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ACT Test Taking Strategies

LHS Code for ACT or SAT testing registration process261657 

ACT Test Taking Strategies

I. First and Foremost: Proverbs 3:5 – Trust the Lord
Remember that you are a valuable and beloved child of God

II. ACT Overview – Format

A. Four Sections with Optional Fifth (Writing)
1. English: 75 questions – 45 minutes
2. Math: 60 questions – 60 minutes
a. Prealgebra 20-25%
b. Elementary Algebra 15-20%
c. Intermediate Algebra 15-20%
d. Coordinate Geometry 15-20%
e. Plane Geometry 20-25%
f. Trigonometry 5-10%
3. Reading: 40 questions – 35 minutes

4 passages that each have 10 questions; always in the same order:
a. Prose Fiction
b. Social Studies
c. Humanities
d. Natural Sciences
4. Science: 40 questions – 35 minutes
7 science passages, followed by questions; 3 types of passages covering areas of Biology, Chemistry, Earth and Science, Physics
a. Data representation (3)
b. Research summary (3)
c. Conflicting viewpoints (1)

III. General Advice and Time Table
Relax and trust yourself. Have confidence. Remember your history. Sleep well. Eat well. Drink water. Pray for calmness. Follow this plan:

1. Two months before the test
a. Register for the ACT; choose your date and location; note that registration deadlines are typically about a month before the test
b. Check out an ACT prep book from your library
c. Understand the format of the test and the typical types of questions
d. Work through practice questions/tests
e. Use your resources: LHS teachers, practice tests, YouTube videos
f. Just Google ACT tips and you may find some good advice!
2. A week before the test
a. Double check when and where you are registered
b. Make sure you know how to get to testing site, how long the drive is, etc.
c. Start to gather the supplies you need: ACT ticket (printed out), photo ID, several #2 pencils (at least three; no mechanical pencils), calculator, eraser, watch (no noises/alarms), extra batteries for calculator (just in case), water bottle, snack
d. Review the format of the ACT
e. Review ACT tips/strategies
3. The night before the test
a. Relax – stretch, read, talk with friends, laugh
b. Pack what you need for the ACT in a bag/backpack
c. Set your alarm; give yourself enough time in the morning so that you won’t feel rushed
d. Go to bed on time
4. The morning of the test
a. Eat a filling, healthy breakfast
b. Grab your ACT bag
c. Leave your house on time; you may want to arrive at the ACT testing site between 7:30 and 7:45 for an 8am test
5. During the test
a. Remain calm, confident, and focused; breathe; work quickly
b. Double check that you are bubbling in answers on the correct lines
c. (See “ACT Tips” below for more specific information)
6. After the test
a. Feel good about your work! Just completing the test is an accomplishment. Thank God for this opportunity.
b. Remember that one testing experience does not define you as a person.
c. If you desire a higher score, sign up to take the test again! A second (or third) time taking the ACT may significantly raise your score and provide you with more college scholarship opportunities.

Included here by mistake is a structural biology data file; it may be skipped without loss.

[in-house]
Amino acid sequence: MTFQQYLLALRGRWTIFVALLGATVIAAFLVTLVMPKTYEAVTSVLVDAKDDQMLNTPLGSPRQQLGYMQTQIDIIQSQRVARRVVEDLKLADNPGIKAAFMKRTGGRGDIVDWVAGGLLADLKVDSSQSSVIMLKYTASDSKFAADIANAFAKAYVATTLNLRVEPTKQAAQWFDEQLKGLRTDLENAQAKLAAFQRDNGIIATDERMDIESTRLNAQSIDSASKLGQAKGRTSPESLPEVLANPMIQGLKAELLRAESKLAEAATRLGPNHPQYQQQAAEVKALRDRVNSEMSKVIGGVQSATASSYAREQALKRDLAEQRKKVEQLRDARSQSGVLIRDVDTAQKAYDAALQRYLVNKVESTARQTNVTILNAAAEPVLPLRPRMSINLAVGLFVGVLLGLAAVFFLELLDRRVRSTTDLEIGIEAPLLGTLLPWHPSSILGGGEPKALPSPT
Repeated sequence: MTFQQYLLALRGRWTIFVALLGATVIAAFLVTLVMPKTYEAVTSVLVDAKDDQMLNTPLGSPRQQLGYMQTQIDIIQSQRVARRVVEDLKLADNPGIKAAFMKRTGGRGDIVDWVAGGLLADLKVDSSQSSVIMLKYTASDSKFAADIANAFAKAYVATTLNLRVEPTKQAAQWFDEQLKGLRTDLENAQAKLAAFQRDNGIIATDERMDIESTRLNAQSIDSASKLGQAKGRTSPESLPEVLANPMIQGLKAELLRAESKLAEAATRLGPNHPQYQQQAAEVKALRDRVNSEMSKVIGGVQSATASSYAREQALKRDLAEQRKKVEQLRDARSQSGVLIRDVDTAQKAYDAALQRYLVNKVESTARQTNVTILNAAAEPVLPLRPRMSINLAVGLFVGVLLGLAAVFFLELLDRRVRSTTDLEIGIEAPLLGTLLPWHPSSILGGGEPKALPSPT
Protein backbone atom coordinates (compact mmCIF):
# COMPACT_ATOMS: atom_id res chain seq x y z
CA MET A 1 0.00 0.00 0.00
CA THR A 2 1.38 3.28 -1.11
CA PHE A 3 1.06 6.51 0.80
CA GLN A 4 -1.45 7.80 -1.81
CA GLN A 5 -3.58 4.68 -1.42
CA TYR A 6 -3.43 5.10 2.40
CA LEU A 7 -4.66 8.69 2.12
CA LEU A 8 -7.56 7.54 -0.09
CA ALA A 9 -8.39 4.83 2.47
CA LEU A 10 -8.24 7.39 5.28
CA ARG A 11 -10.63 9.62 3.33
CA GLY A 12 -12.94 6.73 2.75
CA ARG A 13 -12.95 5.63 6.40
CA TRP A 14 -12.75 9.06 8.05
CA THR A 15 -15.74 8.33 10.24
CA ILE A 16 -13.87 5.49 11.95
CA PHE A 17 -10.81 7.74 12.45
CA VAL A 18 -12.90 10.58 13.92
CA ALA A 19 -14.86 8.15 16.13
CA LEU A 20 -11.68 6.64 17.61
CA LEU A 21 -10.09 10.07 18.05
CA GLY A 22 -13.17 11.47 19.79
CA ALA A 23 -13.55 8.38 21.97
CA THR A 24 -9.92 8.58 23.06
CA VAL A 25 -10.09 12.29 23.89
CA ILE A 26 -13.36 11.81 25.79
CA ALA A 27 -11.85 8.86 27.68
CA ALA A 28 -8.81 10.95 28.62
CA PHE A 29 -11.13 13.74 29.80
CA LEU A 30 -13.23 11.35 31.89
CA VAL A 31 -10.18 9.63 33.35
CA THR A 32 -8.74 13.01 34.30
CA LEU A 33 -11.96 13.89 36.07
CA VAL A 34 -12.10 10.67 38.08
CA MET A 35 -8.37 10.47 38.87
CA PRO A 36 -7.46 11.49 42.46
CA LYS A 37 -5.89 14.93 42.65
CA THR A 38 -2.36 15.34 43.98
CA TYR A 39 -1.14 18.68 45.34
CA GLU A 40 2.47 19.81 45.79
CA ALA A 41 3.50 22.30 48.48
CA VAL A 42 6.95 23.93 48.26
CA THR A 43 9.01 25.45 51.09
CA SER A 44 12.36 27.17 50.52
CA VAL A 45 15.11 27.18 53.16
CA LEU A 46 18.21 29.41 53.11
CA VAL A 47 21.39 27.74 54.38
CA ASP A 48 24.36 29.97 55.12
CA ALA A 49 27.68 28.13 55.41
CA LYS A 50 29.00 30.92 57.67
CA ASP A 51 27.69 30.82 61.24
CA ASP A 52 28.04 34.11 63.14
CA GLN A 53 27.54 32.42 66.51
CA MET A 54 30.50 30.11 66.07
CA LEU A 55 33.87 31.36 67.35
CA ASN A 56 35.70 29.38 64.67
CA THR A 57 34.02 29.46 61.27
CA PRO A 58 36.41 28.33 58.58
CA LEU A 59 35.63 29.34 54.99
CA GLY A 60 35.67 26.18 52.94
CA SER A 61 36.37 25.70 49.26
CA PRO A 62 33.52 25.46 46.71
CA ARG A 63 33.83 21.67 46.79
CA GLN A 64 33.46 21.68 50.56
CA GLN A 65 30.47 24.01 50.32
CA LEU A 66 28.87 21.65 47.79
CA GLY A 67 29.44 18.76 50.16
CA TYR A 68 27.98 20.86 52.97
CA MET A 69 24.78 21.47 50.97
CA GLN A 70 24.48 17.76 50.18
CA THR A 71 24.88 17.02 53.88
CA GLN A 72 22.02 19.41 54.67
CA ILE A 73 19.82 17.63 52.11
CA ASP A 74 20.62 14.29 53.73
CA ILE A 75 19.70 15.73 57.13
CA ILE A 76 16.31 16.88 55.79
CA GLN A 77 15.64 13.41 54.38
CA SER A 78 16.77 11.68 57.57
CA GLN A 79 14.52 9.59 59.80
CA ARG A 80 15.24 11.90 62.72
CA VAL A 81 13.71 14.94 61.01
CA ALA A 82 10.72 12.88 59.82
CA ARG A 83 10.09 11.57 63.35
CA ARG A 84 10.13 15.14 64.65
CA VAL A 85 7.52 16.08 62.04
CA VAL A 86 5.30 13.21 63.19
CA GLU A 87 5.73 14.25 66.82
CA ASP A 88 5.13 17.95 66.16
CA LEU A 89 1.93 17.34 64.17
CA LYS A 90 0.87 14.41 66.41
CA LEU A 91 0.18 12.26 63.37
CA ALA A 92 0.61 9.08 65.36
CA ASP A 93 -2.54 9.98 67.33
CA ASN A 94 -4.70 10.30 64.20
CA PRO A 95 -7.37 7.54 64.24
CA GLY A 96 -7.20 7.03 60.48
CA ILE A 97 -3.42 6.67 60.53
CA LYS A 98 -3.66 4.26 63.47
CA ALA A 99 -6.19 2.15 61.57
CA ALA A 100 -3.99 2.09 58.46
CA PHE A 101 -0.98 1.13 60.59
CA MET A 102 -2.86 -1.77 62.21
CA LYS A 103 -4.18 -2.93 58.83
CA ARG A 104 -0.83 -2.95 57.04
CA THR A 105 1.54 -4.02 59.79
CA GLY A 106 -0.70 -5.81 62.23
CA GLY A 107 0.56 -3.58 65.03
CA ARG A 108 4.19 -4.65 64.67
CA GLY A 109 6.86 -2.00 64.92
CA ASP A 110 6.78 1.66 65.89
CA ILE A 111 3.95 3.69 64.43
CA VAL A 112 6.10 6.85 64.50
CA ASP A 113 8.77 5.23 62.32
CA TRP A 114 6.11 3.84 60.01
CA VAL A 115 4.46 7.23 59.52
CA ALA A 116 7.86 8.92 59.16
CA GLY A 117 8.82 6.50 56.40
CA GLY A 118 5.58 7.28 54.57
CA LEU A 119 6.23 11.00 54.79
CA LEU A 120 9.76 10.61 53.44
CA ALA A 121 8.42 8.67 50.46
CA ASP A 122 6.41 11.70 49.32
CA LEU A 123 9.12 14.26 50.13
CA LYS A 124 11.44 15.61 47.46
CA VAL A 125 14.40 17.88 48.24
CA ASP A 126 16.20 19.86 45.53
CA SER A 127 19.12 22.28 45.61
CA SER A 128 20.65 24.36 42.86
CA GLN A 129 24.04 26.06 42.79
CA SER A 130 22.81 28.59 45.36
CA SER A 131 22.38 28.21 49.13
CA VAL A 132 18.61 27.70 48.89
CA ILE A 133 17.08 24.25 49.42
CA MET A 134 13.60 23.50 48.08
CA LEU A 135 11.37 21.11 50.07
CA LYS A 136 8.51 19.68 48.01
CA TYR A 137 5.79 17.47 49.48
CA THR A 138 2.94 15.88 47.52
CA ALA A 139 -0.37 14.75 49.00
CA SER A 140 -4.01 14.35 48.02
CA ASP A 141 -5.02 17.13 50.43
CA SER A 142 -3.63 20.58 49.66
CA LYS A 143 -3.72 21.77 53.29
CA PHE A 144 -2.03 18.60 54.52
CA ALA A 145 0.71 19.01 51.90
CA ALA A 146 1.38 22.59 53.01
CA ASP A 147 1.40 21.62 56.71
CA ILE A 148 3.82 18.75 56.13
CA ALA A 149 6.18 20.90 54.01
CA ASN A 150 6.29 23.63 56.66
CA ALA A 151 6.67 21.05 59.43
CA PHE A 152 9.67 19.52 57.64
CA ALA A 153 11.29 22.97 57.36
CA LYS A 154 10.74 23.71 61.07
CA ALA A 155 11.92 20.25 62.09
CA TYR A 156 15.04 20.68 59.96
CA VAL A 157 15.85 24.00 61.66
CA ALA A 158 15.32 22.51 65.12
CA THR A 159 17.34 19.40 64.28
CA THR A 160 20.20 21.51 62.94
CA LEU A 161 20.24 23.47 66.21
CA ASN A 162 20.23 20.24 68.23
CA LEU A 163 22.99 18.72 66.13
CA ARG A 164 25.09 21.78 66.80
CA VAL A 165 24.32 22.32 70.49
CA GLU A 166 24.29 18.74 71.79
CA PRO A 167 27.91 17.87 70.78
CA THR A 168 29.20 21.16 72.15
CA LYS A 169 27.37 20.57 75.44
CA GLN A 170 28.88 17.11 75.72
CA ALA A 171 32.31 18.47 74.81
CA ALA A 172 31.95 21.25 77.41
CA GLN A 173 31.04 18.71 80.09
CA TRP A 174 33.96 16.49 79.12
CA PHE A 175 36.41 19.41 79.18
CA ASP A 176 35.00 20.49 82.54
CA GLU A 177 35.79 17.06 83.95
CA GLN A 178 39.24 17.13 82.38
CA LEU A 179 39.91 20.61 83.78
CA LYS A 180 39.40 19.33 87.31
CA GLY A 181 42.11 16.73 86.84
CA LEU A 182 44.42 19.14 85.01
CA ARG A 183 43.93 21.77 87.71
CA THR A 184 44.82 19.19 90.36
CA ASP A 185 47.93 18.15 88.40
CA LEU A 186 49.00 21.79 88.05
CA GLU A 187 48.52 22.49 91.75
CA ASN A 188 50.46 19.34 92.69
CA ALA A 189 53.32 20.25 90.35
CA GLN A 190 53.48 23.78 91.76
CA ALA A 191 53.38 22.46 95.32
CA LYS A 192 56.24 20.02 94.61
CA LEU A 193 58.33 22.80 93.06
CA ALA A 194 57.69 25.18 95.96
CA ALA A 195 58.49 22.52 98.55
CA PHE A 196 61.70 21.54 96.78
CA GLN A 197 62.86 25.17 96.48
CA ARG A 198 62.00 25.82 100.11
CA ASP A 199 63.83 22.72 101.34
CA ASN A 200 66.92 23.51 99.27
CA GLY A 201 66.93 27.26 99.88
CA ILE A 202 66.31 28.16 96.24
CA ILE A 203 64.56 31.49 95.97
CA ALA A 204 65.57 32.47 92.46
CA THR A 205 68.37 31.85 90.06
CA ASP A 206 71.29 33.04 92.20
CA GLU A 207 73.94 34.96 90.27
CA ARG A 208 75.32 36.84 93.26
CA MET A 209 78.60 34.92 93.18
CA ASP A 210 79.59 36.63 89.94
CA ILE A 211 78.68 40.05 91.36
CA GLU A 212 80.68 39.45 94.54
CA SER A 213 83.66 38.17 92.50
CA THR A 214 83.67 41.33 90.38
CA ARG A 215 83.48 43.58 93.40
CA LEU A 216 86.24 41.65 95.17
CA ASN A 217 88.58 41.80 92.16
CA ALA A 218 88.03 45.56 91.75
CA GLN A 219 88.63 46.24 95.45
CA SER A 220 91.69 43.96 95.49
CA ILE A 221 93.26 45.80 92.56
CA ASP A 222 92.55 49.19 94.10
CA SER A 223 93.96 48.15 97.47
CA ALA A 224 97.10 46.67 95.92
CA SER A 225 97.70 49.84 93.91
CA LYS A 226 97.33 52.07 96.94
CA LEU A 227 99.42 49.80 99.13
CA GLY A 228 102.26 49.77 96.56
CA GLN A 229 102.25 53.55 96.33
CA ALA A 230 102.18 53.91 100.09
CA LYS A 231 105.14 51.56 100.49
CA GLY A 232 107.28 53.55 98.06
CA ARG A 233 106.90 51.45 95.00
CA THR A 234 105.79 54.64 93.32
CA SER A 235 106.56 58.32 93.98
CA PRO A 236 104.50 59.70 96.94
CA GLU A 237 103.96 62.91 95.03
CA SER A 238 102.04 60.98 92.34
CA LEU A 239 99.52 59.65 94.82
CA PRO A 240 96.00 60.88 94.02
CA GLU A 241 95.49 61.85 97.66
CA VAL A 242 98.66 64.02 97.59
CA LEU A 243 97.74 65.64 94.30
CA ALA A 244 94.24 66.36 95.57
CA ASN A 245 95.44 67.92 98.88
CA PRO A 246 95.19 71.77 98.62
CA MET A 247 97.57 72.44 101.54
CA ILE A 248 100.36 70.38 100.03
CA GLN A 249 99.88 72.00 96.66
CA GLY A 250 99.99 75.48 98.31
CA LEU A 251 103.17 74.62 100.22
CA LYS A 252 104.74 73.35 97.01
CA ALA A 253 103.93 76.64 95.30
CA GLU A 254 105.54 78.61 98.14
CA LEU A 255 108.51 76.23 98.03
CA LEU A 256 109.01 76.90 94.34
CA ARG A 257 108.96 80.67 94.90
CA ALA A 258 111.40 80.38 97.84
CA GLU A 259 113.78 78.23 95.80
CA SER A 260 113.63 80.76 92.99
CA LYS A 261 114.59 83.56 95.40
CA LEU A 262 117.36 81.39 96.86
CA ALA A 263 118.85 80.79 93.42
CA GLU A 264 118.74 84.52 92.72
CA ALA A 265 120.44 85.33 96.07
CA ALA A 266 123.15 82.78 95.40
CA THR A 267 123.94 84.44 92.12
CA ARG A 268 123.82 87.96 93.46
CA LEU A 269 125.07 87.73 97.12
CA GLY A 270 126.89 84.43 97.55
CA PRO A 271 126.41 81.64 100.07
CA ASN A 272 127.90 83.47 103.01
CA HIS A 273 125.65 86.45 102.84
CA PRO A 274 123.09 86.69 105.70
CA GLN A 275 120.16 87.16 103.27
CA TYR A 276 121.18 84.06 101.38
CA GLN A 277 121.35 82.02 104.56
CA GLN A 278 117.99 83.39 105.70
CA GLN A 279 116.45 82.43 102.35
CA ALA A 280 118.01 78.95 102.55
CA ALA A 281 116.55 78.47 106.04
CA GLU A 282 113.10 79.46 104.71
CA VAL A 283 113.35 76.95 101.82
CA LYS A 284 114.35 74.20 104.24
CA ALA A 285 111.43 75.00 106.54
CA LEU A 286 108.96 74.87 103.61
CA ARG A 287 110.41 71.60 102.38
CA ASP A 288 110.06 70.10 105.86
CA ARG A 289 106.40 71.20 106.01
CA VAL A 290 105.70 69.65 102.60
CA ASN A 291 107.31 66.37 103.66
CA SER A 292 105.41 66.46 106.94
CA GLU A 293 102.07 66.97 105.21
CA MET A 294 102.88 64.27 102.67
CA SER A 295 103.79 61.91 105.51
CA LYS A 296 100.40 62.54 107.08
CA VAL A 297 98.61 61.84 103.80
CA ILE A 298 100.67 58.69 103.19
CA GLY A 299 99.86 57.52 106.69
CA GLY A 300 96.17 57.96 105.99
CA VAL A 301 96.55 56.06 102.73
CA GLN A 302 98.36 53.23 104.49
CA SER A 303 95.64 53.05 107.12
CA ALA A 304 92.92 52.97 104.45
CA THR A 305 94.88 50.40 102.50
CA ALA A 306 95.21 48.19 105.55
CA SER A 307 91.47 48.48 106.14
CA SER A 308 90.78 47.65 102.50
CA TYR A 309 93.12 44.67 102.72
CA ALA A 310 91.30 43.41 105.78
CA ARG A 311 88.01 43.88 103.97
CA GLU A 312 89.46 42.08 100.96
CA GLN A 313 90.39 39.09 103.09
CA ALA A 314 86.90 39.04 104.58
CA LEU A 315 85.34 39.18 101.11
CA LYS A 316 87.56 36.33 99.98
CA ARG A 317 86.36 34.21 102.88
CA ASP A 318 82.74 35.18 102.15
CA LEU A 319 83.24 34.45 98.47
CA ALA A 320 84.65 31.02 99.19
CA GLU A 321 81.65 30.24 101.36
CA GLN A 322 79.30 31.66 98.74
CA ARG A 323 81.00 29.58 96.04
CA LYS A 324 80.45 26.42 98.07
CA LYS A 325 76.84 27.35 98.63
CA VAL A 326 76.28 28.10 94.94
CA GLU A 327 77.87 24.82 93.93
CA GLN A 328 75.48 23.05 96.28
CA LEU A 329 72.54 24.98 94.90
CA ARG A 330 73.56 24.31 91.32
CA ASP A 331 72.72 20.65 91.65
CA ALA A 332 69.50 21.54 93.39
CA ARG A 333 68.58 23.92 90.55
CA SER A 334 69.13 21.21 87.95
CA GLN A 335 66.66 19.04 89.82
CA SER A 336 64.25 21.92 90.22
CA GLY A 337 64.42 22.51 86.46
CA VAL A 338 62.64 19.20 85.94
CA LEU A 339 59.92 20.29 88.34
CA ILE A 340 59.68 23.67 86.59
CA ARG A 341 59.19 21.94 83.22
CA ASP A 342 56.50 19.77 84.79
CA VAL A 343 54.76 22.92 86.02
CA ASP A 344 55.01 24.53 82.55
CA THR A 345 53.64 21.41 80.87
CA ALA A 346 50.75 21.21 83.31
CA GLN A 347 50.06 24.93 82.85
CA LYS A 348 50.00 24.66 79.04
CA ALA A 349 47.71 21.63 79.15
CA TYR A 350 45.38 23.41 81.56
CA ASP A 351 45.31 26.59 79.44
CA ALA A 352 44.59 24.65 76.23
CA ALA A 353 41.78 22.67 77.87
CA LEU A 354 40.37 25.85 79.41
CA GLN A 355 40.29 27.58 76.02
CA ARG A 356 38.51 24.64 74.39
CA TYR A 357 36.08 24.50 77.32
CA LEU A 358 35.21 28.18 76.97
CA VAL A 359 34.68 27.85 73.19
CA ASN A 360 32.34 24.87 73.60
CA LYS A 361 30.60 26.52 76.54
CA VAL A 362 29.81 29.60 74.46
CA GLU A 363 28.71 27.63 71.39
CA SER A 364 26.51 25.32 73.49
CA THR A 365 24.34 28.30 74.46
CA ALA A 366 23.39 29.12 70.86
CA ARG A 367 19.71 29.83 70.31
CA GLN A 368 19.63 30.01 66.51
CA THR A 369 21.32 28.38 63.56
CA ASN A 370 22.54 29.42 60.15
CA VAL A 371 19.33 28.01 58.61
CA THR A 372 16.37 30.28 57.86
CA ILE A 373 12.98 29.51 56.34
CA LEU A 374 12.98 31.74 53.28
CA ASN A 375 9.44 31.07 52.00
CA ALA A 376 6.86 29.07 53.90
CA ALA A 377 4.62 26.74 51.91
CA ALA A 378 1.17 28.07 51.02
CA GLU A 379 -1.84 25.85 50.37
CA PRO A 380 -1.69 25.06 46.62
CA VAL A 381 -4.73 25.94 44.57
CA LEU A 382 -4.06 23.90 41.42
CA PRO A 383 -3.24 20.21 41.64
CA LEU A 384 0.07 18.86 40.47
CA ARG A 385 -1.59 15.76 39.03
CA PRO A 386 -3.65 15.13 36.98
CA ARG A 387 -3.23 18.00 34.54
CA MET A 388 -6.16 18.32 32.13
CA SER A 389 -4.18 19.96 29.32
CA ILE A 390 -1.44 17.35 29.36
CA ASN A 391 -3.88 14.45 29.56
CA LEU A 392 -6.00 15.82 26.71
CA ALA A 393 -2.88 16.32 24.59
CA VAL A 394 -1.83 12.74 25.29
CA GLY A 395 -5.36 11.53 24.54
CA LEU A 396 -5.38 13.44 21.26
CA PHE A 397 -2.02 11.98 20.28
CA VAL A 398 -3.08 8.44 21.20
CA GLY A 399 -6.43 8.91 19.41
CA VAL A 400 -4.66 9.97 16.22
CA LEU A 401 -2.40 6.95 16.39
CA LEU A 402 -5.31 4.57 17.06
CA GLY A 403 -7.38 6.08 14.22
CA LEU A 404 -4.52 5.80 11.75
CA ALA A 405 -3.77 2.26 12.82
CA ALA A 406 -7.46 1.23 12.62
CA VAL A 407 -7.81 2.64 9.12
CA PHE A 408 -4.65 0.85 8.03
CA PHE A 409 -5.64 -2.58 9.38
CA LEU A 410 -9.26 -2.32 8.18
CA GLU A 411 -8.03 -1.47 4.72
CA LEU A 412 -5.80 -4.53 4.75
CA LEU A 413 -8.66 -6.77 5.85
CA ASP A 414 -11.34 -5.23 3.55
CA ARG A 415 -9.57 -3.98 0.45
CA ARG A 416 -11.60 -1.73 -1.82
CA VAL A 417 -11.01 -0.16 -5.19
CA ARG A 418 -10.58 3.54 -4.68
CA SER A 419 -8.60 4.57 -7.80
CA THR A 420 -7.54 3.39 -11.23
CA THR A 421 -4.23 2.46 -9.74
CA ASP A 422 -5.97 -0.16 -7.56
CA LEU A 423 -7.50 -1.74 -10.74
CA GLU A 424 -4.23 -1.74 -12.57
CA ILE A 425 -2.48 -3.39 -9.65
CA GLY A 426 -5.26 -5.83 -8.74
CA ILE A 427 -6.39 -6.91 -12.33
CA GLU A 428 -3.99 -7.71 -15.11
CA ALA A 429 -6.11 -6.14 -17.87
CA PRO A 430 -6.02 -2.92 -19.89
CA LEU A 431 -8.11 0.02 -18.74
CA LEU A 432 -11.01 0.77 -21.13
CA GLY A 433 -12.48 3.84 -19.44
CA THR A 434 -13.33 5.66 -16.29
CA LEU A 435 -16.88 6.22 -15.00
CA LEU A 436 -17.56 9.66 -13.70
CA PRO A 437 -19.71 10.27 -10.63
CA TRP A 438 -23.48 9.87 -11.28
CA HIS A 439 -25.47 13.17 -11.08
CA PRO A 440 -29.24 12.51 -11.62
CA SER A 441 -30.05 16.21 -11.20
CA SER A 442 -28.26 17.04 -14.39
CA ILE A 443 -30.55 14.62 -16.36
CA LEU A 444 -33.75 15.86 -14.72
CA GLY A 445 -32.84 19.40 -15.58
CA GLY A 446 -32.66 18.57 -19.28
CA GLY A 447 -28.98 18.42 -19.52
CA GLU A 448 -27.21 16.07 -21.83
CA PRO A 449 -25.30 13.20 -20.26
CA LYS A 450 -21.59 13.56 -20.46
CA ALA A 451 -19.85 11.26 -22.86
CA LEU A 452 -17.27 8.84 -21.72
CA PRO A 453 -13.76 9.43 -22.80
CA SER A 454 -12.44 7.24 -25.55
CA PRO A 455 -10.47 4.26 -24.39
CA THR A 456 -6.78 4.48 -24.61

IV. ACT Tips
1. Set a good pace
a. Before taking the ACT, time yourself taking practice tests; learn which tests you tend to run out of time on and/or which you breeze through quickly
b. Remember that time is of the essence! Work as quickly and as accurately as you can. Don’t daydream or lose focus!
c. For some students, circling the correct answers in the test booklet and then bubbling in answers may increase rate; however, do this one test booklet page at a time and keep an eye on the time - you wouldn’t want the test to end before you bubble in your answers!
2. Use process of elimination (POE)
a. The right answer is one of the answer choices right in front of you… you just need to choose it!
b. If you can’t quickly pick out the right answer, use POE
c. Eliminate the answers that you know are wrong
d. Choose the best answer out of what is left
3. Answer everything
a. There is no penalty for wrong answers, so leave nothing blank
b. Often, first instincts are correct
c. Make an educated guess… or a random guess
d. Note: Choose a consistent letter for random guesses (e.g. always guess “c” or “d” – see “Never” below)
4. “Now/Later/Never” AKA “Two Runs”
a. Try make it through each section twice
b. First Run
i. Answer the questions that are quick and easy (“Now”)
ii. Circle/star the questions that you think you might be able to figure out with some time/work; these questions will be saved for the second run (“LATER”)
iii. Use POE or just guess (using a consistent letter) on the hard questions that you don’t think you would be able to figure if you had more time
c. Second Run
i. Go back to the circled/starred questions and work them out
ii. Use POE, “plug & chug,” or another strategy
iii. If you can’t figure out the answer, make an educated or random guess and move on
d. Make sure you are moving quickly through the test!

V. Tips for Each Section

1. English
a. Answer questions as they appear in the narrative; don’t wait until you finish reading to answer the questions
b. Recognize that there are main four categories for questions; review grammatical rules/do practice questions from these categories and learn WHY you miss practice problems
i. Punctuation: commas, apostrophes, dashes, etc.
ii. Word form: Verb tense/singular or plural, pronouns, etc.
iii. Logic: Where/if a sentence should go in the passage, etc.
iv. Main ideas: purpose of a sentence/passage/paragraph, etc.
c. Avoid wordy or redundant answers; the most concise choice is often the correct one (e.g. “ATM machine” or “past memories”)
d. Review tricky words (e.g. except/accept; their/there; choose/chose)
e. If you are having trouble on a question, say it in your head with each of the answer choices; consider going with your gut on the answer that sounds right

2. Math
a. Use the “Two Runs” strategy on this section (see above)
b. Write in the test booklet! Don’t worry about trying to “show your work” since no one will be looking at your booklet, but do write out problems as needed so that you can catch careless mistakes
c. Similarly, draw and label pictures on the test booklet; this can be especially helpful for word problems